That being said, I find it's more work to test after the fact (if you want to get the same level of testing). It's still valuable, and still worth while.

Personally, when trying to tackle something with limited time, I try to focus my testing efforts as much as possible. Any time you fix a bug, add tests to help prevent it in the future. Any time you're going to refactor, try to put enough testing in place to feel confident you're not going to break something.

The only con of adding unit testing is that it does take some development time. Personally, I find that the development time spent on testing is far outweighed by the time saved in maintenance, but this is something you need determine on your own.

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Unit testing is still definitely useful. Check out http://en.wikipedia.org/wiki/Unit_testing for a full list and explanation of the benefits.

The main benefits you will gain are documentation, making change easier, and it simplifies future integration.

There are really no costs to adding unit testing except your time. Realize though that the time you spend adding unit testing will reduce the amount of time you will need to spend in other areas of development by at least the same amount and most likely more.

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Unit testing doesn't prove that a system works. It proves that each unit works as an independent unit. It doesn't prove that the integrated system will work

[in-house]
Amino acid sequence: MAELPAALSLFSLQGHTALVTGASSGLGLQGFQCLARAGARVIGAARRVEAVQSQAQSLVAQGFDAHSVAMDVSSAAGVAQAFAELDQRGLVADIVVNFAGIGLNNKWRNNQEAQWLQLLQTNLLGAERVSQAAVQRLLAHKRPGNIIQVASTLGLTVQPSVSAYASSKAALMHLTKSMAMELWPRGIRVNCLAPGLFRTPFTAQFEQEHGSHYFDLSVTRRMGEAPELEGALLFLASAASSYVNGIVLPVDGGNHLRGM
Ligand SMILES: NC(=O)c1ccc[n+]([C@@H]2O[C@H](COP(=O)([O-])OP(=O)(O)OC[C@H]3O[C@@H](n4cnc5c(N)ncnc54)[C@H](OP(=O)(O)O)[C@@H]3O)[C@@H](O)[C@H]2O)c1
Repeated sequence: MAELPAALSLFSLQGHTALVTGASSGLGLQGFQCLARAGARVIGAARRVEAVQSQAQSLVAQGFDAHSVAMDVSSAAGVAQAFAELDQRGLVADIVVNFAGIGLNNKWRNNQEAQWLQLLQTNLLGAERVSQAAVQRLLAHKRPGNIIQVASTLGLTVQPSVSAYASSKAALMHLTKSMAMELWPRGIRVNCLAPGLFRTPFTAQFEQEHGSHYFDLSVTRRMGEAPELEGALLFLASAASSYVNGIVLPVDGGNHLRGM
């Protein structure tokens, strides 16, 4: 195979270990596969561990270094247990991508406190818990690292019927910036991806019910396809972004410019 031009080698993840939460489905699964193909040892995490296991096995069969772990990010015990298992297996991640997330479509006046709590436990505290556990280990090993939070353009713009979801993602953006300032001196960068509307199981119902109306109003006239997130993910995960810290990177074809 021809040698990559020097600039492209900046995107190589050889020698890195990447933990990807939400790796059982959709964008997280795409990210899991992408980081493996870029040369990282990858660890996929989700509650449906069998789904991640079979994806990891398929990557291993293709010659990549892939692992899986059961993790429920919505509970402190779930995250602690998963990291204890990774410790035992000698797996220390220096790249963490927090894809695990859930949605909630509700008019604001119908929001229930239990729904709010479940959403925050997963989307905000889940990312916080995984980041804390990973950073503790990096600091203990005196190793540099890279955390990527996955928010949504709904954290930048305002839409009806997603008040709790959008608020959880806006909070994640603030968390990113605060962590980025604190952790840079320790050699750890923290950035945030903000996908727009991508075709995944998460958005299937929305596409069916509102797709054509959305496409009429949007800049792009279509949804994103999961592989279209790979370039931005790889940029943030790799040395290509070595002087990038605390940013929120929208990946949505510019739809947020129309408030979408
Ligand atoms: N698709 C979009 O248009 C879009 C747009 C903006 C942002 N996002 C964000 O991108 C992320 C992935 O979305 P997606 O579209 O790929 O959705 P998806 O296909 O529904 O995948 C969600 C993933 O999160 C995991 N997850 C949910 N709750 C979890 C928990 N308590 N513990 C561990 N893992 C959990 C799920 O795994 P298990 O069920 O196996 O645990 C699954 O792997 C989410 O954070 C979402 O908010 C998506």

Unit testing "after the fact" is useful for two things - finding bugs that you've missed so far and won't find using any other kind of testing (especially for rare conditions - there's huge numbers of rare conditions that can happen in particular units for any real world system), and as regression tests during maintenance.

Neither of these is going to help much in your situation - you need to do other forms of testing either way. If you don't have time to do what you need to do, taking on even more work is unlikely to help.

That said, without unit testing, I guarantee you will have nasty surprises when the customers start using the code. It's all those rare conditions - there's so many of them that some of them are bound to occur soon. Black-box testers tend to get into habitual patterns, which mean they only test so many rare cases - and they have no way of knowing what rare cases there are in particular units and how to trigger them anyway. More users means more variations in usage patterns.

I'm with those who say unit tests should be written as part of the programming process - one of the programmers responsibilities. As a rule, code gets written faster that way, as you get fewer and less complex bugs to track down as you go, and you tend to find out about them when you're still familiar with the code that has the bug.

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If development is "done" I would say that there is not too much point in unit testing.